That's made extraordinarily clear in his piece for Atlantic, in which he "examines the issues at the heart of the charter-school debate." It would appear that the issue at the heart of the debate is that charter schools are freaking awesome.
|He can finally grow that mustache he always wanted|
Duncan opens by gushing effusively about Richard Whitmire's book-length PR release for charters., saying that it helps take a stand against "the pernicious notion that high-performing schools for disadvantaged students are isolated flukes, dependent on a charismatic educator or the cherry-picking of bright students."
Duncan himself has visited lots of "gap-closing" charters in Chicagoland, and he applauds the bravery and dedication and sheer educational awesomeness that charters embody.
I have never heard a charter-school leader describe his or her school as a “miracle school” or claim to have found the silver bullet for ending educational inequity. The truth is that great charter schools are restless institutions, committed to continuous improvement. They are demanding yet caring institutions. And they are filled with a sense of urgency about the challenges that remain in boosting achievement and preparing students to succeed in life.
I feel certain that these qualities can be found in plenty of public schools, too, but Duncan's eye is on the charter prize alone. He recaps the history of charters in a couple of paragraphs, and then touts their greatest achievement:
Nevertheless, what stands out for me is that high-performing charter schools have convincingly demonstrated that low-income children can and do achieve at high levels—and can do so at scale.
Scaleability has always been important to Duncan because reasons. His holy grail remains the One Size that will Fit All. If we can just make everyone in school Expect hard enough, all students will get high scores on standardized tests, and then those students will graduate and high-paying jobs will appear for them to fill. And in his heart, Duncan seems to know that only charter schools can perform this magic.
As with his devotion to Common Core, his love of charters admits no reasonable, thoughtful, evidence-based, educationally-committed opposition. No reasonable people could possibly oppose him. Where Core opponents were silly flakes who didn't want to face reality, charter opponents are ideologues and (you knew it was coming) union devotees who are not concerned about children at all, but only care about their personal political hobbyhorse:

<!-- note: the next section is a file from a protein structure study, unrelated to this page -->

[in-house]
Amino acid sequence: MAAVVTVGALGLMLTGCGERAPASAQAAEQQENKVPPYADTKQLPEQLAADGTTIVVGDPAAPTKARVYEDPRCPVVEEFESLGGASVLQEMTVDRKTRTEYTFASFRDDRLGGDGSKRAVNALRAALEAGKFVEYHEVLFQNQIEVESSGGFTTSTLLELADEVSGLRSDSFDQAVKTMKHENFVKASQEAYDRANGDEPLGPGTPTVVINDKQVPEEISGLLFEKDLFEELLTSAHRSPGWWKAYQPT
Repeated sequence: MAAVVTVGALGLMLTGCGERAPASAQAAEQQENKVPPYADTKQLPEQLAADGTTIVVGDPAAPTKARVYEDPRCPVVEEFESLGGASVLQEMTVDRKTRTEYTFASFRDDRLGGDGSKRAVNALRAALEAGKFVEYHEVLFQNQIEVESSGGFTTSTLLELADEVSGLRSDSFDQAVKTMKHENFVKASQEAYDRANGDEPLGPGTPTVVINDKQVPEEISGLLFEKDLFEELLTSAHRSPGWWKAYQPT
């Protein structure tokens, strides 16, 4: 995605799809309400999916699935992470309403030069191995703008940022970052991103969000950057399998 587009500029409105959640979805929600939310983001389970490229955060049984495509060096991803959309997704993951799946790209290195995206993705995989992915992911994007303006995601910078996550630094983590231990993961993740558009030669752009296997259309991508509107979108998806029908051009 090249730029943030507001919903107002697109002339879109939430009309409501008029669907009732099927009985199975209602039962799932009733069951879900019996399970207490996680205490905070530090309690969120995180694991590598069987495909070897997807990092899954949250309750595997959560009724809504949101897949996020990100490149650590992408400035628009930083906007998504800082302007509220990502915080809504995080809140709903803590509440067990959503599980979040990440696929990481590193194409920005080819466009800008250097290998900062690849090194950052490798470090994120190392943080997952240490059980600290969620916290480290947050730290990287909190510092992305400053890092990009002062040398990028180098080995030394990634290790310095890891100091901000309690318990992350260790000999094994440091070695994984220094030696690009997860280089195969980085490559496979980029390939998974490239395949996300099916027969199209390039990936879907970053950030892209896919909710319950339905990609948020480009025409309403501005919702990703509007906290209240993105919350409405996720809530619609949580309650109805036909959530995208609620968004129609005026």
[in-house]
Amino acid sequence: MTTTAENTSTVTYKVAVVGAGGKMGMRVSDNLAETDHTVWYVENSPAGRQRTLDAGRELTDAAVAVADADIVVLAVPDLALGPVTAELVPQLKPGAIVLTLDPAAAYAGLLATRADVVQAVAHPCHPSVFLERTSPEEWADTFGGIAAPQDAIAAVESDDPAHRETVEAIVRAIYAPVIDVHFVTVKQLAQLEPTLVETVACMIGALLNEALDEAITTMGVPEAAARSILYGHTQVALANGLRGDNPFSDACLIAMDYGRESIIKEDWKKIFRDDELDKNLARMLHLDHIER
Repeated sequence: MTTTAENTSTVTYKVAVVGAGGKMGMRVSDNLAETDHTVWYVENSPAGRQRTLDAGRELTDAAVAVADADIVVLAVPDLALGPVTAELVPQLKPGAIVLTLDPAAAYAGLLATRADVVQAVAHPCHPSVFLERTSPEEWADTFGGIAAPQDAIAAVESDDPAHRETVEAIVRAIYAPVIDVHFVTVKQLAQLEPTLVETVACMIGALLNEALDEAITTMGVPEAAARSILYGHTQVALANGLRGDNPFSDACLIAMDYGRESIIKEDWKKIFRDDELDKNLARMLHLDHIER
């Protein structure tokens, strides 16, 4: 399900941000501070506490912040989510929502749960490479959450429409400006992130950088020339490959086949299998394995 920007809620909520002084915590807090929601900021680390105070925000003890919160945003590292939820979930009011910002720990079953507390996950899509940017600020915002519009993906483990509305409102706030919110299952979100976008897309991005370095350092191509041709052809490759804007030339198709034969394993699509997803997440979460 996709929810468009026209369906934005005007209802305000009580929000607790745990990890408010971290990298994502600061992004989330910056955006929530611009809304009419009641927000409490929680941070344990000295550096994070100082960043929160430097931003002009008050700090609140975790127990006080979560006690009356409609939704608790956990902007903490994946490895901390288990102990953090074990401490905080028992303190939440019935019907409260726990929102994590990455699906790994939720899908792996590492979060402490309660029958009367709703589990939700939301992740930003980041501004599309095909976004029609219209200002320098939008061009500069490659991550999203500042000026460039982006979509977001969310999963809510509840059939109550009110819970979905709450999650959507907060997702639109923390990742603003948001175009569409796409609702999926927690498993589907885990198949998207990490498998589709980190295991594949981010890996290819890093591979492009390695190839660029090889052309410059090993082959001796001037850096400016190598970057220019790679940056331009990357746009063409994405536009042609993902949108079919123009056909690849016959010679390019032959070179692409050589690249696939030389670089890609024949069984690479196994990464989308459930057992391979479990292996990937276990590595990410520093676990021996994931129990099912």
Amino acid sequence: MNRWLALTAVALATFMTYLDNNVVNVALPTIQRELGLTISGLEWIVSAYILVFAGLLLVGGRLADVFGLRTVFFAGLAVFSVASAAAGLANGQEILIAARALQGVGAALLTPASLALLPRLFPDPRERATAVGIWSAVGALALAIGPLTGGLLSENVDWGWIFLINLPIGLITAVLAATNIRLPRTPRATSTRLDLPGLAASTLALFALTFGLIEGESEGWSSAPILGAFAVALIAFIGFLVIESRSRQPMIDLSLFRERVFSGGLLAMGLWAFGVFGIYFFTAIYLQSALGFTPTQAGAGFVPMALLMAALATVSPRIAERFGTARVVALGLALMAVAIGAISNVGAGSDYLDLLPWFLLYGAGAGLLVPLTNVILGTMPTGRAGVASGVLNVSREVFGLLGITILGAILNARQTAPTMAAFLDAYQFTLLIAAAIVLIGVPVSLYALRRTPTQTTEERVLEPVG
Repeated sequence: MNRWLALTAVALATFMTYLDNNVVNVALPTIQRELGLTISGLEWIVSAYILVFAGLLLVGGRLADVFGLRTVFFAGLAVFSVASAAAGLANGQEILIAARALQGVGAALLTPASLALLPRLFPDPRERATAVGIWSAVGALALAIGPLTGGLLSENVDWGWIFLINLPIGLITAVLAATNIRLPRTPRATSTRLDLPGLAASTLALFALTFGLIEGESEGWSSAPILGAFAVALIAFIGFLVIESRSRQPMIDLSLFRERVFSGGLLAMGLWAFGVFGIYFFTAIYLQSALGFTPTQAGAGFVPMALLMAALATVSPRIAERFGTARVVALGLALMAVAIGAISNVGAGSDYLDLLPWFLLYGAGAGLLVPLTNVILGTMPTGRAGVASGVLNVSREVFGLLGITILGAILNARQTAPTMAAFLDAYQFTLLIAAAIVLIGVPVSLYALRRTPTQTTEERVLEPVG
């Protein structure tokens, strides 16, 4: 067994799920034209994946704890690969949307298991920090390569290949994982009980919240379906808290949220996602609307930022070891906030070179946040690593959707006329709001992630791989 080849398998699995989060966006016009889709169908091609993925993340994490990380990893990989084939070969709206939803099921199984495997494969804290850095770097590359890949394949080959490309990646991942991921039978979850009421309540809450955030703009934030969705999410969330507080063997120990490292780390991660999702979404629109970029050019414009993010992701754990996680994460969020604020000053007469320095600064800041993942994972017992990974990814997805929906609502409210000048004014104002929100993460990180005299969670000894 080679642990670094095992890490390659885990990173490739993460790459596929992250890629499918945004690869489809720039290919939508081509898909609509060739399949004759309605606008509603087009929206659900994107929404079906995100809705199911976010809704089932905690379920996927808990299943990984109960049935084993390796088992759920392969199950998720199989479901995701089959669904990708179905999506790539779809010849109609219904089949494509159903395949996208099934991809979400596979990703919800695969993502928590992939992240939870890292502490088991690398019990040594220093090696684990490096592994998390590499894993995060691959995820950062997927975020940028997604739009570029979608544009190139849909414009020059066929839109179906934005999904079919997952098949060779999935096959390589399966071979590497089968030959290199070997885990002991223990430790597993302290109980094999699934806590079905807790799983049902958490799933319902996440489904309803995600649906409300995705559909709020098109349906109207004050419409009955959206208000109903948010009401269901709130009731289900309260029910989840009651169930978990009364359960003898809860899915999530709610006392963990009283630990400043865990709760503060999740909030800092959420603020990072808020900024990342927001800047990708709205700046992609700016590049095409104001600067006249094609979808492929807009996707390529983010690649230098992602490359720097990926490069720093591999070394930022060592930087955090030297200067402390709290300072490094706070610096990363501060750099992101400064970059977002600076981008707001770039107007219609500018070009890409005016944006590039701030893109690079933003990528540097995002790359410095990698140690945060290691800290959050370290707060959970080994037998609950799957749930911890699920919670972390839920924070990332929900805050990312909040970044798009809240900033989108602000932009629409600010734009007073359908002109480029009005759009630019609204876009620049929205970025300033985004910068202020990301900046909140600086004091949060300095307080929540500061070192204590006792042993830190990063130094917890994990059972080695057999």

Sadly, much of the current debate in Washington, in education schools, and in the blogosphere about high-performing charter schools is driven by ideology, not by facts on the ground. Far too often, the chief beneficiaries of high-performing charter schools—low-income families and children—are forgotten amid controversies over funding and the hiring of nonunion teachers in charter schools. Too often, the parents and children who are desperately seeking better schools are an afterthought.
People can argue about the difference between charters and public schools, but Duncan is sure that children don't care about the distinction, and neither does he. I am not sure I agree about the distinction. I think children care when their school suddenly closes and leaves them adrift, and only charters do that. I think children care when their public school cuts programs because it has lost too much money to charter schools. I think children care when their school mistreats them or won't hear them and they have nowhere to turn because a charter school board doesn't have to answer to them.
Our common enemy is academic failure. Our common goal is academic success.
For Duncan, this claim has never been true. His goal has been high scores on a single narrow standardized test. And while there are charter folks who are in it for the right reason, it would take an exceptional level of willful blindness at this point not to notice that many charter operators are simply in it to make a buck and educating children is a minor consideration at best.
Of course, Duncan does admit that some charters fail to produce academic results, and here's what he thinks about that:
...it is absolutely incumbent on the charter sector to be vigilant about policing itself and closing down low performers.
Notice that he doesn't even go as far as admitting there are come bad actors and fraudsters in the charter sector, nor does he see a role for government in protecting students, families, and taxpayers from fraudsters. Nope-- just let the charter sector police itself.
There was never any doubt that Duncan was a charter fan, but this piece puts him in line with some of the most pie-eyed charter lovers. All pretense is gone, and in a way, it's impressive that Duncan could pretend to be even semi-supportive of public education for as long as he did. But now he can stop pretending, and be the charter-loving, public school dismissing PR flack he always wanted to be.
[Update: Gary Rubinstein caught that this is a slightly modified version of Duncan's gushing introduction for Whitmire's book, and points out that what he removed for this Atlantic piece is itself telling. Also, be sure to visit the comments area for more illuminating linkage.]